Twitter boss on being blocked in China: We won’t compromise our values to exist there

L-r: Costolo, Dauman, Sorrell

L-r: Costolo, Dauman, Sorrell

Dick Costolo, the boss of Twitter, said today that his company would “love” to operate in the world’s most populous country, but is not willing to compromise what the microblogging service stands for to get around its ban in China.

Costolo, who was talking on a panel with Viacom boss Philippe Dauman and WPP CEO Martin Sorrell said: “Clearly we as a company would love to be able to participate in China. But we’re blocked.”

“The more important question is what you think of yourself as company and a platform. There are certain comprises that we won’t make,” said Costolo who called the question from Martin Sorrell about the circumstances for existing in China “loaded”.

Twitter, like Facebook and YouTube, has been blocked in China since 2009.

But the company would continue to look at ways to exist within China’s legal framework, Costolo said, after mentioning Twitter being blocked by the Turkish government, a ban which has since been lifted.

On the global competition it faces from the likes of China’s Twitter-like microblogging platform Weibo, Costolo said that platforms originating in Asia had not enjoyed the global success of Twitter and Whatsapp, the messaging service recently acquired by rival Facebook.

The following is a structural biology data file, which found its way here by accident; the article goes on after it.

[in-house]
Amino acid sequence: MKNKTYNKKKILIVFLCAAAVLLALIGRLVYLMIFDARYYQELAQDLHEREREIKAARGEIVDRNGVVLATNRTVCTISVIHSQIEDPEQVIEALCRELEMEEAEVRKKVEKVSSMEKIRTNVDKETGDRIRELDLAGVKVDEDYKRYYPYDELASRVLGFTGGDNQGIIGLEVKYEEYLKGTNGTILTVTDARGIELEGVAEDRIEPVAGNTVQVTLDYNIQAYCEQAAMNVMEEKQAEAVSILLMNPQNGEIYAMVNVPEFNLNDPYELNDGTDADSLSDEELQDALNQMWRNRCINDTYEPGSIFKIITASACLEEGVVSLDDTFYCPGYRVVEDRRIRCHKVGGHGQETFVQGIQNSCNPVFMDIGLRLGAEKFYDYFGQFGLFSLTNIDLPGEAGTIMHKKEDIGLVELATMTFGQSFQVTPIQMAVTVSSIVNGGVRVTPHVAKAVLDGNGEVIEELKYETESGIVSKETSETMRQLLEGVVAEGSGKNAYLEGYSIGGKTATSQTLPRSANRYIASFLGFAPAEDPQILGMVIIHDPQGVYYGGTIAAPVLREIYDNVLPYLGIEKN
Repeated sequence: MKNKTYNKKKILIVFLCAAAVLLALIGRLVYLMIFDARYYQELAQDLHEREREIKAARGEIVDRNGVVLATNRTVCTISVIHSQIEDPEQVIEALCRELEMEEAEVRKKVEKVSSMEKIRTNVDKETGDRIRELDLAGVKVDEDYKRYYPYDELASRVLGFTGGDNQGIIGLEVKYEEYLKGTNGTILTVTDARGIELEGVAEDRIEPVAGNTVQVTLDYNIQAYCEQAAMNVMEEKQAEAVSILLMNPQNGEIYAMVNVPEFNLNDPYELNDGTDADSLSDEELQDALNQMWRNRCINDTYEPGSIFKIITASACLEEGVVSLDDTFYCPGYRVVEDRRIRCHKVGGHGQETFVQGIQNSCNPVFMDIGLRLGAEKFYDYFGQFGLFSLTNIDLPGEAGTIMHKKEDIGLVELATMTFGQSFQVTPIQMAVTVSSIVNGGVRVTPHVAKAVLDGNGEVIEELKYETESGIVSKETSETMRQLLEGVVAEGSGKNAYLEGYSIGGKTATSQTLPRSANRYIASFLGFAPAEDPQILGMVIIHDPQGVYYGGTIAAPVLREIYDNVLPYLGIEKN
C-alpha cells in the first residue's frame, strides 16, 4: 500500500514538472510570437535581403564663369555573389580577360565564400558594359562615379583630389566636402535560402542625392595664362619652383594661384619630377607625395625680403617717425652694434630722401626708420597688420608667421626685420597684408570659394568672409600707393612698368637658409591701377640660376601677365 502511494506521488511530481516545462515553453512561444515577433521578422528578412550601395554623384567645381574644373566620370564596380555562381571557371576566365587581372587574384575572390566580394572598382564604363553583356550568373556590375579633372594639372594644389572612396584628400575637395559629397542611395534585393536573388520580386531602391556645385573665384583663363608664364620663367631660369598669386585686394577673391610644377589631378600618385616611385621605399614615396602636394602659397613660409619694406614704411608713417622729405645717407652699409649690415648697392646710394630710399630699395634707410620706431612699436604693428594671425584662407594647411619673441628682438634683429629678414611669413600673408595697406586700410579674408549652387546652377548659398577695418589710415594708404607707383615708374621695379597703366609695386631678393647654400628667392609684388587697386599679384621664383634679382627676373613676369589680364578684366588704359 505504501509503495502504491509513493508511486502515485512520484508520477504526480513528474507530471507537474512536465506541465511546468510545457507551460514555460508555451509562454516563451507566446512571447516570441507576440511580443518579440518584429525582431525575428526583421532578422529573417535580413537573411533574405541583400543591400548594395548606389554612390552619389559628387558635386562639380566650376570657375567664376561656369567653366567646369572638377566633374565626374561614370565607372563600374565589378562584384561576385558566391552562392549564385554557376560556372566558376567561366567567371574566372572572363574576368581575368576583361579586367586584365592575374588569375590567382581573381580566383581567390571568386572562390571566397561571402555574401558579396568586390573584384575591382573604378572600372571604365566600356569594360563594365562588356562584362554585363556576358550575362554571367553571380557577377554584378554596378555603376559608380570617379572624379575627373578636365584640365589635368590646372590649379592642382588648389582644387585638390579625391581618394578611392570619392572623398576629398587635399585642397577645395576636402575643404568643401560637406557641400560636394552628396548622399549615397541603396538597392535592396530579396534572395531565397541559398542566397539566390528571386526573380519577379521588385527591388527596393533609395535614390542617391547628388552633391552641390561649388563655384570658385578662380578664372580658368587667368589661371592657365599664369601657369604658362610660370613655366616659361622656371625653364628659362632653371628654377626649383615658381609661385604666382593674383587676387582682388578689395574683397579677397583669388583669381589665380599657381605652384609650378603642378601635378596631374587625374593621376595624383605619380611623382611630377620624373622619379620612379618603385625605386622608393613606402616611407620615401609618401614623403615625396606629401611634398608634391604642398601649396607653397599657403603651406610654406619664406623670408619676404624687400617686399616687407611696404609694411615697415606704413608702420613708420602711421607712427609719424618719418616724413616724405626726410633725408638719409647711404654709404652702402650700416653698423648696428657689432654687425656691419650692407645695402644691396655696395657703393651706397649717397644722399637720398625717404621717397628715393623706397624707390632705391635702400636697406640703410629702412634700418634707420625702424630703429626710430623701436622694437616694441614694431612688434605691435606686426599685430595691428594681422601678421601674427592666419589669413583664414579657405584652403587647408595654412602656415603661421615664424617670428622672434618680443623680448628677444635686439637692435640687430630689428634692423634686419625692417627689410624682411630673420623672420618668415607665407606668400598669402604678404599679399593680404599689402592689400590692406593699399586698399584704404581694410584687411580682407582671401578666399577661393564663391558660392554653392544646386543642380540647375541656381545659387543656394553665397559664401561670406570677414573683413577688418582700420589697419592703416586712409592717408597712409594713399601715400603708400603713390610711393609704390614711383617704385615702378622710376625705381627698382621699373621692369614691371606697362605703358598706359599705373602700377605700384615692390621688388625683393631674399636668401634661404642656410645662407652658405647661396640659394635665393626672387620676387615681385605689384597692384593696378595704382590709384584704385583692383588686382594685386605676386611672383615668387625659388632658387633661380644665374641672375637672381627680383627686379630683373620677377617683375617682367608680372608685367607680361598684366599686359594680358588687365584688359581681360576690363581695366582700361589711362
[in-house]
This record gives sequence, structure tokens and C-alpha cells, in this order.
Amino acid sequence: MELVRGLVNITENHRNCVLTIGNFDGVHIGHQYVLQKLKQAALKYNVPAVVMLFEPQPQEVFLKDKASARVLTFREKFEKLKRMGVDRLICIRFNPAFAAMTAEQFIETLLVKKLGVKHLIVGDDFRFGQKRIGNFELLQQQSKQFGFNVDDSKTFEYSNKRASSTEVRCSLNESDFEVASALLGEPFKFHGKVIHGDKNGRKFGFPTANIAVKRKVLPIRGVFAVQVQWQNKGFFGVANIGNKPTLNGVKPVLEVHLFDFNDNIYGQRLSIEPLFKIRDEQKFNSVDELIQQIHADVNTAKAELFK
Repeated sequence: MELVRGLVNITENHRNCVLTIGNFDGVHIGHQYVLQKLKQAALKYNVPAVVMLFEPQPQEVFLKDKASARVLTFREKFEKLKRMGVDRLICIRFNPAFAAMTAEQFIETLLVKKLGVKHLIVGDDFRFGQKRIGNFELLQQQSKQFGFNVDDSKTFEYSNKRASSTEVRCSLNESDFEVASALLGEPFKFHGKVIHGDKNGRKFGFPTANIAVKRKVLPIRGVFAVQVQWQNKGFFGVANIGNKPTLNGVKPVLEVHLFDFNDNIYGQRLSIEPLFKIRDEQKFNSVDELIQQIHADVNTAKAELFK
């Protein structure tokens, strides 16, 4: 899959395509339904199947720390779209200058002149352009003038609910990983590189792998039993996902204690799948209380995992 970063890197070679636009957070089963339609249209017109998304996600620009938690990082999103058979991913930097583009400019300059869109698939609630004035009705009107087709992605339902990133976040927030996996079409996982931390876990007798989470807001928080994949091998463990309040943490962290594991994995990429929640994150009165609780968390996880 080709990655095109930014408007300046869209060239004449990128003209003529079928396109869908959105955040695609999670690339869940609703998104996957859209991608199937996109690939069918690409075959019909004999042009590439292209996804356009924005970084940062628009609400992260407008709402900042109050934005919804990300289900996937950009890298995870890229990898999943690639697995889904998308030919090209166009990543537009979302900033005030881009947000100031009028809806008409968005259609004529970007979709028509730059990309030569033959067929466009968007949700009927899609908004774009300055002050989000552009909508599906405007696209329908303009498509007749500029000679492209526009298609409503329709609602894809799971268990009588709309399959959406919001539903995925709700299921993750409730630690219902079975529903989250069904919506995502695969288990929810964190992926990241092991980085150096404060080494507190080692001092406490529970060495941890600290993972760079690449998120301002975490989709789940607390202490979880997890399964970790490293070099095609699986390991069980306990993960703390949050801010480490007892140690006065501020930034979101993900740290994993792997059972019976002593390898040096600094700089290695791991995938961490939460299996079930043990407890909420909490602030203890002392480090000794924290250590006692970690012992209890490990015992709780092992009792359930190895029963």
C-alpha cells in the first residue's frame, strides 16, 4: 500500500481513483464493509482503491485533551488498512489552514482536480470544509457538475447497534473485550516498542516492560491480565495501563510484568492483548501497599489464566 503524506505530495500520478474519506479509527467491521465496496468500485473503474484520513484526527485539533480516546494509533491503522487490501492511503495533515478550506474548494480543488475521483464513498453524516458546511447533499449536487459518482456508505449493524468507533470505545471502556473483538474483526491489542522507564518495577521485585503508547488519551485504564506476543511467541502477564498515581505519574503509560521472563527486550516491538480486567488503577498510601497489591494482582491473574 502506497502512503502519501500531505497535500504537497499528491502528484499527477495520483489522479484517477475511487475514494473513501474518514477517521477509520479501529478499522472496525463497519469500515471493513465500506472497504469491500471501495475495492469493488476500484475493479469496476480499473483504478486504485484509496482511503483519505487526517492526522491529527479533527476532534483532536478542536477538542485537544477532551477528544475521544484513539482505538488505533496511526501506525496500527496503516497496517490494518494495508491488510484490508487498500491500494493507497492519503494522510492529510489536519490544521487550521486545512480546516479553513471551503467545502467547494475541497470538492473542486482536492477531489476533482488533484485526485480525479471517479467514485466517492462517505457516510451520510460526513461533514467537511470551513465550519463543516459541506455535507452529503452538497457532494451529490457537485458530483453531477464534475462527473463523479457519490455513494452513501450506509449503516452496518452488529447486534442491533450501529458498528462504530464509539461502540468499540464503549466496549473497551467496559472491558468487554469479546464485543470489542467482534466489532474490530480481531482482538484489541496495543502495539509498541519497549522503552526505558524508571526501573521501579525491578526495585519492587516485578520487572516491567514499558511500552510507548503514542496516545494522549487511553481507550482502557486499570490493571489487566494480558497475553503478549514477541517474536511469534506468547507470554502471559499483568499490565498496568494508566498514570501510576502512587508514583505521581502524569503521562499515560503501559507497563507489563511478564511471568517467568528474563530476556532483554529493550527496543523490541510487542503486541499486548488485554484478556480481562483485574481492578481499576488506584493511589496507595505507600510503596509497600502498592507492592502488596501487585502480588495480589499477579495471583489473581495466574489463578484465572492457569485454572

“The fascinating thing about geographic competition is how, particularly in Asia, services that will explode in some countries, will not take off in others,” he said, references Costolo’s Line messaging app.

Dauman, the boss of MTV-owner Viacom, said that while China presents media companies such as his with a big opportunity in the long term, “cultural restrictions” are limiting them presently.

“The television market will open up eventually [in China], but not in the near term,” he told his audience at the Cannes Lions.

Other markets emerging in Southeast Asia are “interesting opportunities”, Costolo said.

Robin Hicks in Cannes


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